I’ve always been equivocal about decoration and ornament in architecture. Possibly because it requires much knowledge of craft, and an orderly imagination But a recent visit to the V&A (always too brief, there’s just so much to enjoy) made me re-think when, in passing through Ironwork, I saw a section of lift gates from a Louis Sullivan building (sorry, no more detail than that) and I was bowled over by its simple elegance:
I was on my way to the newly-reopened Cast Courts, full of remarkable replica castings of everything from small figures to the whole of Trajan’s Column (in two parts, to fit the still impressively tall space). I was particularly taken by a section of carving from a Norwegian Stave church, not just for the skill with which it had been cast and painted to look like the orginal (I can only assume, as the church is long since lost to fire - thank goodness someone took that casting).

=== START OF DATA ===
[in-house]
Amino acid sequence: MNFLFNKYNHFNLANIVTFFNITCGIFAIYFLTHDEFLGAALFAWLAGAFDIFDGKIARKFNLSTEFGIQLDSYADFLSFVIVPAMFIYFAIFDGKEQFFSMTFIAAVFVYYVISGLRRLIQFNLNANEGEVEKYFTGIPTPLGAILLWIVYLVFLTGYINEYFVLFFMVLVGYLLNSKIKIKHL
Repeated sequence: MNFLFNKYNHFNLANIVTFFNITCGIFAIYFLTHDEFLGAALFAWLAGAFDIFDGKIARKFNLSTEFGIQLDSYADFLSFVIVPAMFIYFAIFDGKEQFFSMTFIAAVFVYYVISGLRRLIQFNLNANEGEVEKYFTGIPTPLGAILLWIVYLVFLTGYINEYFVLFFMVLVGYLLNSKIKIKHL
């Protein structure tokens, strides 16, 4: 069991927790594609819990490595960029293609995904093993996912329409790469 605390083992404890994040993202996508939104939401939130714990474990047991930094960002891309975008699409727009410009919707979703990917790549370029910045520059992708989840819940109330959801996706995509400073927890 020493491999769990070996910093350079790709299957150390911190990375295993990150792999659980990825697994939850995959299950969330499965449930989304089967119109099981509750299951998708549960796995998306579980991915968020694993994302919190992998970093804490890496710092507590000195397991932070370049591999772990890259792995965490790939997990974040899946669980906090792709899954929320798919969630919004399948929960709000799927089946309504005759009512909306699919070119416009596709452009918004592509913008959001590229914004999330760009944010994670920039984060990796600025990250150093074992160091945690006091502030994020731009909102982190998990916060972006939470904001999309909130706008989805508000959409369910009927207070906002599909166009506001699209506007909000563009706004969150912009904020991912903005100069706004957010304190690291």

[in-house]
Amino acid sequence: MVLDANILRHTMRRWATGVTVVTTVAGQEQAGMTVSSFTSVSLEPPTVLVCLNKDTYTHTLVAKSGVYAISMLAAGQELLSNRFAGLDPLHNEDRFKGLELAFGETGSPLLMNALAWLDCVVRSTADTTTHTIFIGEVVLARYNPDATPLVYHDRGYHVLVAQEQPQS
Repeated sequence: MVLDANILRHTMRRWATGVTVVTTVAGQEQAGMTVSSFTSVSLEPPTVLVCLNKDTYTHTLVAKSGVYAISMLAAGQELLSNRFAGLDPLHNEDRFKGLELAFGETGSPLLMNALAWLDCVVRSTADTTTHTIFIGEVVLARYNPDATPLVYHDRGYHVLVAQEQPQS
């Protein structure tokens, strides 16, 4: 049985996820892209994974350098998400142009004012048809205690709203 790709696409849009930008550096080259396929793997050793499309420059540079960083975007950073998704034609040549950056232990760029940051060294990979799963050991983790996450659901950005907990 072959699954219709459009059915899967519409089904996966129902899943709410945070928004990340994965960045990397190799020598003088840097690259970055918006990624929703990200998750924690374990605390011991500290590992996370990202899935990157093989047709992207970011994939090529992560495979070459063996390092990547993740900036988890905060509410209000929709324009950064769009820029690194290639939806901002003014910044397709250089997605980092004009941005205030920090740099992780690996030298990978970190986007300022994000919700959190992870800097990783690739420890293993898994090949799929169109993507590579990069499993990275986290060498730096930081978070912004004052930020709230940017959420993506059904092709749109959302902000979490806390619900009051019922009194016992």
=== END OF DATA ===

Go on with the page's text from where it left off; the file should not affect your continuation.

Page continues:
OK, so it’s not architectural, but my eye was also caught, taking a shortcut through Japan, by this very elegant silk fabric for a 19th century kimono.
Maybe I’m going to have to be braver with the finishing details in the future?